Because the research subjects were mostly men age 60 and older, the findings raise perhaps more troubling questions about the medication's effects on women with COPD, a group already at a significantly higher risk than men for fractures.
"There are millions of COPD patients who use long-term inhaled corticosteroids in the United States and millions more across the world," says Sonal Singh, M.D., M.P.H., an assistant professor of general internal medicine at the Johns Hopkins University School of Medicine and the senior author of the study published online in the journal Thorax. "The number of people who are getting fractures because of these medications is quite large."
The inhaled corticosteroids evaluated were fluticasone, sold in combination with salmeterol as Advair, and budesonide, sold in combination with formoterol as Symbicort. Although applied through the mouth, the body absorbs corticosteroids, which have long been linked to a decline in bone density. Until now, no reliable association had been found to fractures in patients with COPD, Singh says.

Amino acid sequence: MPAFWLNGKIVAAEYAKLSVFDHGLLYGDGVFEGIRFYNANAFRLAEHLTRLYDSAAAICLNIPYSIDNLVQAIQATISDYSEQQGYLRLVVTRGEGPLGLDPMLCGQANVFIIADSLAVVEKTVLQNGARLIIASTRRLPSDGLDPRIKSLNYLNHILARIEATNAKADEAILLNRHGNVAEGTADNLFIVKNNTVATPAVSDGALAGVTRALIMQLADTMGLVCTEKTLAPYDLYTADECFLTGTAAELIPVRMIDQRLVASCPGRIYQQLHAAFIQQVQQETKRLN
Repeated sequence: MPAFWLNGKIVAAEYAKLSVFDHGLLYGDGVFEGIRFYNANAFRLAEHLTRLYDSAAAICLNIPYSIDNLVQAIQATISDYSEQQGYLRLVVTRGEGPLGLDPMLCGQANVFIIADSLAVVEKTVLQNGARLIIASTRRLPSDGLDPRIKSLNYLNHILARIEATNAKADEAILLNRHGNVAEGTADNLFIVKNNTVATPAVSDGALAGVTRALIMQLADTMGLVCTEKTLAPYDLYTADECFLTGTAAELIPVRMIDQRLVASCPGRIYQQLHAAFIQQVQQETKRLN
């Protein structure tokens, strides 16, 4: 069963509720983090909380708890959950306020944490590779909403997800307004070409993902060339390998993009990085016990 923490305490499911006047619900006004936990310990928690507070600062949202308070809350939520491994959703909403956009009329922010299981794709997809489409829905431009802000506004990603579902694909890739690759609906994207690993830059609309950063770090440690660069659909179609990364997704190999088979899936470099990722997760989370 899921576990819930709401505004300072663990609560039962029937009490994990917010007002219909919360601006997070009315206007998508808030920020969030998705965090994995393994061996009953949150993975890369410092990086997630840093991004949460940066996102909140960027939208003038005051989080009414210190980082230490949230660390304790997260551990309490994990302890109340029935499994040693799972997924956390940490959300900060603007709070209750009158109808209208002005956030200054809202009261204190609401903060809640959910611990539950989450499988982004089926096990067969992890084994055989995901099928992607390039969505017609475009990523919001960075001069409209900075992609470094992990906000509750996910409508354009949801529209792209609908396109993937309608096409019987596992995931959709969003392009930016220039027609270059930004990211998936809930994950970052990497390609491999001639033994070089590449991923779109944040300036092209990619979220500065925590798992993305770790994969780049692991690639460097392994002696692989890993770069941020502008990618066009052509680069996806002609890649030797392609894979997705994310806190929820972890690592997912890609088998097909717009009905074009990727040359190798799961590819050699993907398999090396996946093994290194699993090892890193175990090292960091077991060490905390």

Singh and his colleagues reviewed and analyzed two different sets of research studies comparing inhaled corticosteroids to a placebo in COPD patients. One study looked at 16 long-term double-blind randomized controlled trials with more than 17,500 participants; the other examined seven observational studies with 69,000 participants. In both, the researchers found a significantly increased risk of fractures for those using inhaled corticosteroids. The observational studies also found evidence of dose-response that fracture risk increased as steroid dosage increased.
Recent research has linked other popular medications to increased fracture risk, notably proton-pump inhibitors given for heartburn and some diabetes drugs, such as rosiglitazone (Avandia) and pioglitazone (Actos).
Inhaled corticosteroids are used to reduce the frequency of hospitalizations in patients with moderate to severe COPD. "Patients need to know about this risk along with the benefits of these inhaled medications," Singh says. "People who continue to use inhaled corticosteroids should pay attention to bone health and consider the lowest possible dose for the shortest possible time. The risks may be somewhat mitigated with bone-building drugs."